Egypt: ‘Officially, you do not exist’: Disappeared and tortured in the name of counter-terrorism reveals a trend which has seen hundreds of students, political activists and protesters, including children as young as 14, vanish without trace at the hands of the state. On average three to four people per day are seized according to local NGOs, usually when heavily armed security forces led by NSA officers storm their homes. Many are held for months at a time and often kept blindfolded and handcuffed for the entire period.

    May 30, 2016

    The arrest today of the head of the Egyptian Press Syndicate and two colleagues is an alarming setback for freedom of expression and the most brazen attack on the media the country witnessed in decades, said Amnesty International.

    Yahia Galash, head of Press Syndicate and senior board members Khaled Elbalshy and Gamal Abd el-Reheem were summoned for questioning on 29 May by the public prosecution. After 13 hours of questioning, the three men were charged with ‘harbouring suspects against whom an arrest warrant has been issued’ and ‘publishing false news, which threatens public peace, related to their arrest’. The prosecution ordered that the three men be put in custody, with bail set at 10,000 Egyptian pounds (USD$1,123), which they have refused to pay.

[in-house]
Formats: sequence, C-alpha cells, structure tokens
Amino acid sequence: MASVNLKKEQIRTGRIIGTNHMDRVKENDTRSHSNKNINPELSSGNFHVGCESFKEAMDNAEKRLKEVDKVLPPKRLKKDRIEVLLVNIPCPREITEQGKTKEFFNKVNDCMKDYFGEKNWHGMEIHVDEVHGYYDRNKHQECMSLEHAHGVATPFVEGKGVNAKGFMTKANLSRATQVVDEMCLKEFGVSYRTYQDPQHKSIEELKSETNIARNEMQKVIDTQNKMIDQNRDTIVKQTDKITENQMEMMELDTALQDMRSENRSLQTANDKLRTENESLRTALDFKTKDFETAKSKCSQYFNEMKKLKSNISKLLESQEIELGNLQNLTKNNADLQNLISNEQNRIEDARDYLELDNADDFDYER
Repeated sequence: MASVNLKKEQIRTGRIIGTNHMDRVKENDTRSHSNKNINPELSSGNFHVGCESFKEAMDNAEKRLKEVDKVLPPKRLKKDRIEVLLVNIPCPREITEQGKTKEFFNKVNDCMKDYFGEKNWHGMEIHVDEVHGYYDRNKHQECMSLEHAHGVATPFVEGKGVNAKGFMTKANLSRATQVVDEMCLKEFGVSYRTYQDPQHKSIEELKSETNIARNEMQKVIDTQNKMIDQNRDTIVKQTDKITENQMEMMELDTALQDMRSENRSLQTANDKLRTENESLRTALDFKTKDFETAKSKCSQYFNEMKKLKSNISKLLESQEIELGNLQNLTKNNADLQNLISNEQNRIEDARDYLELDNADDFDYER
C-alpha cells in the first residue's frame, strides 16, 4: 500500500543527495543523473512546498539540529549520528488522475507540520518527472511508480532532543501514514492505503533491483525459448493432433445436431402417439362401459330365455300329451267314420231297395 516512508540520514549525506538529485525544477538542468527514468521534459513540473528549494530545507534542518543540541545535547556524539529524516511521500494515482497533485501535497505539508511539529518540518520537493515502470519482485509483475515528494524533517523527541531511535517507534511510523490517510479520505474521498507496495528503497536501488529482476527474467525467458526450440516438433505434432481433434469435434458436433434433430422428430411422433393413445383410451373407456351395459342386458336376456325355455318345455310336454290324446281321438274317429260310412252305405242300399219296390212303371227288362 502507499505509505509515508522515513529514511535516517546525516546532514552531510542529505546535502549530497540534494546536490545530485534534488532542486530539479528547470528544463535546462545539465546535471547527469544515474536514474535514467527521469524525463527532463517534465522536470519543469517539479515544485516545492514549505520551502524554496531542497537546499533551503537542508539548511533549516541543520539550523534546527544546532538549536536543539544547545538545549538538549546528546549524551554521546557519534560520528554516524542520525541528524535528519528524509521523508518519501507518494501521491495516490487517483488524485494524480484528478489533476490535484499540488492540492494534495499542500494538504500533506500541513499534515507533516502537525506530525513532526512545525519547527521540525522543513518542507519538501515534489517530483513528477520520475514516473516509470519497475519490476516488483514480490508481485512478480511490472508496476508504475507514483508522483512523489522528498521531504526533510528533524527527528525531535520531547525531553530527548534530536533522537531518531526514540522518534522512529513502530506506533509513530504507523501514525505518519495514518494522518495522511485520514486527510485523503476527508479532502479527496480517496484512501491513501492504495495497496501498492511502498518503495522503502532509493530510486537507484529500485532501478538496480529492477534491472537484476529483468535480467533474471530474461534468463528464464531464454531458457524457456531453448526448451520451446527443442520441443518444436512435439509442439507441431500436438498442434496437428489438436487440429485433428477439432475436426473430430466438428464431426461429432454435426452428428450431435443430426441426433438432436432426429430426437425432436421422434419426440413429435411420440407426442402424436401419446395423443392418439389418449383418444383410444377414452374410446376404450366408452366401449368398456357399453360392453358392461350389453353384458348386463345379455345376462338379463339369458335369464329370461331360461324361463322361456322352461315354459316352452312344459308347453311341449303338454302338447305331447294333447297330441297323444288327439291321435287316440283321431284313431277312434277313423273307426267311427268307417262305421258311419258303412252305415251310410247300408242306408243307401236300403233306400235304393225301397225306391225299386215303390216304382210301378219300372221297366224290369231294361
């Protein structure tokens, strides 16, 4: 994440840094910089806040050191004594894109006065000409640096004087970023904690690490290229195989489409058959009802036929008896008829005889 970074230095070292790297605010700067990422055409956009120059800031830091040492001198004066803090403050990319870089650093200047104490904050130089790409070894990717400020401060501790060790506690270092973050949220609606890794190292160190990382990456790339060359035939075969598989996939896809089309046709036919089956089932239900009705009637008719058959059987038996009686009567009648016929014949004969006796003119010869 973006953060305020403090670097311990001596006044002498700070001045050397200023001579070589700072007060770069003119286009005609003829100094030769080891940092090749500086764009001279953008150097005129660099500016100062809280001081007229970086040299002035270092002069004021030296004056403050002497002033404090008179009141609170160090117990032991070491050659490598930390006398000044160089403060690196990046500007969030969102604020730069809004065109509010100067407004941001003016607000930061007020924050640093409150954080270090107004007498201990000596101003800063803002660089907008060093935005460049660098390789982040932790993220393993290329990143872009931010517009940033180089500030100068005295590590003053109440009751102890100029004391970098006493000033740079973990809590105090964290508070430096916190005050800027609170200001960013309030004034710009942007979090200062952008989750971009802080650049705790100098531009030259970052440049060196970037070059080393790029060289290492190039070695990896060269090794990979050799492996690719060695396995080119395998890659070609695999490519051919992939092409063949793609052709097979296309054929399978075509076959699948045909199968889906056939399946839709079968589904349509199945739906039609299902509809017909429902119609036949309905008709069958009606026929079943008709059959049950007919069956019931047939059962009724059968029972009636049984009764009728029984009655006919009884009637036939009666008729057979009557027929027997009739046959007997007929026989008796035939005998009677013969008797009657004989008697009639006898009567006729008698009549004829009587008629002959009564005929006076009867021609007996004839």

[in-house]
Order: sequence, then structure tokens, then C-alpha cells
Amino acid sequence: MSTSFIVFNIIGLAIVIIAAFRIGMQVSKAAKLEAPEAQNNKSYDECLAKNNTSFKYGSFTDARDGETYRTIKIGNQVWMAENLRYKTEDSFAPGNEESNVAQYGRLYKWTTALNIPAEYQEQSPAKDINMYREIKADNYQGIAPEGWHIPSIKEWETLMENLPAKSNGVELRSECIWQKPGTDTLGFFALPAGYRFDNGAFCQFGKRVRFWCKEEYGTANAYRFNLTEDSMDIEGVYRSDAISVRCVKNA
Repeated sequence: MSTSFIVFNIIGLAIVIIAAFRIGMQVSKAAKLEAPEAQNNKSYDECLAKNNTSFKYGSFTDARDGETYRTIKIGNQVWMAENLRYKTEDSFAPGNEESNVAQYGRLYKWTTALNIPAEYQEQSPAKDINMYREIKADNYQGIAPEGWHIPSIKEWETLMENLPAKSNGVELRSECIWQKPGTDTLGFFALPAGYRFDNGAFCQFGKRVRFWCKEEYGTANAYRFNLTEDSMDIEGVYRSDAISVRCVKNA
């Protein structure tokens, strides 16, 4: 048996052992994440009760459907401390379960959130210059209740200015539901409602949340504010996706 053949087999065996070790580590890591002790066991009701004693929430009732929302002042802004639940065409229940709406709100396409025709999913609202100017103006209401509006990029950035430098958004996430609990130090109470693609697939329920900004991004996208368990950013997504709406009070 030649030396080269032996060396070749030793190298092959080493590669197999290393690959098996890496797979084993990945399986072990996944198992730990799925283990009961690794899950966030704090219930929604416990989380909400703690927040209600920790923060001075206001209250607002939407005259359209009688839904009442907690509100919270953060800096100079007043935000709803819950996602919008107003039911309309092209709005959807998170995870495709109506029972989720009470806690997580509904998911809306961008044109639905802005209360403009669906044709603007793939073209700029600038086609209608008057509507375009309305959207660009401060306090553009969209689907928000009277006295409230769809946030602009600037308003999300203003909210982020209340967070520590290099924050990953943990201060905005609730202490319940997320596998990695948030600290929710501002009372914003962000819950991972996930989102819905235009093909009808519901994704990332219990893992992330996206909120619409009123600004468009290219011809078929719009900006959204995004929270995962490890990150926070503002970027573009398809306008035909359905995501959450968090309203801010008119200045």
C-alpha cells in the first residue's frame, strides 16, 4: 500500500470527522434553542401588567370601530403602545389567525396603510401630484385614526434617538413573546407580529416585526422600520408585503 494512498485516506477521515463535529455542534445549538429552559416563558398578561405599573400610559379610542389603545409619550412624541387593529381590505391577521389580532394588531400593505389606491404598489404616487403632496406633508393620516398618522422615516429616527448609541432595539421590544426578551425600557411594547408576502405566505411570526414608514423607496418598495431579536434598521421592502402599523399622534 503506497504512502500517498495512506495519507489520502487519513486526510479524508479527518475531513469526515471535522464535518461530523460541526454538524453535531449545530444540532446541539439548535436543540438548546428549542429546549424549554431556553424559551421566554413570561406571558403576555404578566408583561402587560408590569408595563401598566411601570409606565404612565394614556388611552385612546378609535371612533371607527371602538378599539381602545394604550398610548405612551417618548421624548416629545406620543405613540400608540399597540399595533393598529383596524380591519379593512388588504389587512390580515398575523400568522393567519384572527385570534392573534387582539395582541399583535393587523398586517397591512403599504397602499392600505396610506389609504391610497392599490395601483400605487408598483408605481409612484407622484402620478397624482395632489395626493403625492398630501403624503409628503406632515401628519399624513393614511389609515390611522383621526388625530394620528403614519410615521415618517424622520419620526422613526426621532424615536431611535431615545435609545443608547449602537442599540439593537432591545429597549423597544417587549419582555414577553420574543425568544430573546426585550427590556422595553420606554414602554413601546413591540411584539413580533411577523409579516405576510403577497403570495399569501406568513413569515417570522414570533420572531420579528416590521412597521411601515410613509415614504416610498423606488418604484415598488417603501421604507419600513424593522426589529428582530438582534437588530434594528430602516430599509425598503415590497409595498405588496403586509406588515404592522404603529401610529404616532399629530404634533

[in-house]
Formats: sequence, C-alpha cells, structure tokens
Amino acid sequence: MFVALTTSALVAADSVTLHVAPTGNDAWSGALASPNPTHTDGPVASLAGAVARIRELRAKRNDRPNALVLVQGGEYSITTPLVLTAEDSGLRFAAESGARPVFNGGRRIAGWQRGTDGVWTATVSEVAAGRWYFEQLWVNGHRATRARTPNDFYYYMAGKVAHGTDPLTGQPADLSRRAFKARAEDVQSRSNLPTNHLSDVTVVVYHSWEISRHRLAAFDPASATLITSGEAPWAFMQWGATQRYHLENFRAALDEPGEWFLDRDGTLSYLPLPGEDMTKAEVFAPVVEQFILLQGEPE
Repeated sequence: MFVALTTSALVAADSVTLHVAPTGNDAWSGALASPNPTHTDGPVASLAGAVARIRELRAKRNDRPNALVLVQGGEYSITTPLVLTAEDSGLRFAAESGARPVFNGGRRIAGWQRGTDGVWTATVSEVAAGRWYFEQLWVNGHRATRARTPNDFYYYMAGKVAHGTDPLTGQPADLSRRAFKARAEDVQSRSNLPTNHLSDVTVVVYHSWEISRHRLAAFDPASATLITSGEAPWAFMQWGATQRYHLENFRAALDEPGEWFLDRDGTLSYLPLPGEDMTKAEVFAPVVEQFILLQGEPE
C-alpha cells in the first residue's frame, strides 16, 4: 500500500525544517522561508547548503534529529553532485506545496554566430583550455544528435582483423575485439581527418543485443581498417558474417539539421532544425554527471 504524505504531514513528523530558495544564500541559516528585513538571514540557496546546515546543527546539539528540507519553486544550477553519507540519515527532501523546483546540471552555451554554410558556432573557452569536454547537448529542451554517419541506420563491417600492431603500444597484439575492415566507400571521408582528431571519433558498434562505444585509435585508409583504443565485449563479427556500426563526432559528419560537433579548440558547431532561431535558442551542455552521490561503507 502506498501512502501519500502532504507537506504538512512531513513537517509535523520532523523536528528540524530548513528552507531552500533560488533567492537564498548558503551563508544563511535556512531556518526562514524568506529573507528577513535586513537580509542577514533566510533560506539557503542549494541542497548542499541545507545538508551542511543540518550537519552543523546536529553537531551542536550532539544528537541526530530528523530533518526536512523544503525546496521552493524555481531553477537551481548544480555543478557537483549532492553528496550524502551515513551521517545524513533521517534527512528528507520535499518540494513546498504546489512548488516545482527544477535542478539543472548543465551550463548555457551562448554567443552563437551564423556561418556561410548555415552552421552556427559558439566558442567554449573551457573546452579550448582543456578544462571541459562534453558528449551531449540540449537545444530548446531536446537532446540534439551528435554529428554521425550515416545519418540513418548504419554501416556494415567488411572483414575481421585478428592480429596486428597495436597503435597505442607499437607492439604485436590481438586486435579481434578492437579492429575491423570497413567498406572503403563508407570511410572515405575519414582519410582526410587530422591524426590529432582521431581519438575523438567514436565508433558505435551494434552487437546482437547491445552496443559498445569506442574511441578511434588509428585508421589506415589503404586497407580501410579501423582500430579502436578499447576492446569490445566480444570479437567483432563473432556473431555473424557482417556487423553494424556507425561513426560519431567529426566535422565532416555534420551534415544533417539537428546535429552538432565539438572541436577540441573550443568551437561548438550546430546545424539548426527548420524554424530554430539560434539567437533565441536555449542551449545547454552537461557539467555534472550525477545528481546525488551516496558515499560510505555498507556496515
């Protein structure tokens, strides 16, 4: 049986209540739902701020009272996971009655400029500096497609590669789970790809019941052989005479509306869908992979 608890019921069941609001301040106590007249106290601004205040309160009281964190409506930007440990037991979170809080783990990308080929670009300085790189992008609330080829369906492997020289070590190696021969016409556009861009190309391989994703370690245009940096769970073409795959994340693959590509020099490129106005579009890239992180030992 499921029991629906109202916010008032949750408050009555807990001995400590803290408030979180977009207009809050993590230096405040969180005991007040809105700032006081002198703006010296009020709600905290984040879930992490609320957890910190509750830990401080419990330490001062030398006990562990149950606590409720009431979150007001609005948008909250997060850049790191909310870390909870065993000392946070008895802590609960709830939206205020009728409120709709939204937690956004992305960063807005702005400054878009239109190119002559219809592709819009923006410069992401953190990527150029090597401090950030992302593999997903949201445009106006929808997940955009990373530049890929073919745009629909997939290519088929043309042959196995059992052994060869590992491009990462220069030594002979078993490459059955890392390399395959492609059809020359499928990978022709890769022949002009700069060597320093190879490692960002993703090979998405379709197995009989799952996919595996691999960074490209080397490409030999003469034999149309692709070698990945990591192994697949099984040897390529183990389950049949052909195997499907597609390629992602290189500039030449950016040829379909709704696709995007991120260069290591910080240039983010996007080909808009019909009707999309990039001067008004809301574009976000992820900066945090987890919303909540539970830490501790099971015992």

May 29, 2016

    An Egyptian military court has sentenced eight individuals, all civilians, to death and another 18 to lengthy prison terms, after a grossly unfair military trial that relied on “confessions” extracted under horrific torture including defendants being whipped with a burning cloth, said Amnesty International today.

    “This verdict is an affront to justice and must be quashed immediately,” said Magdalena Mughrabi-Talhami, Amnesty International’s Regional Deputy Programme Director for the Middle East and North Africa.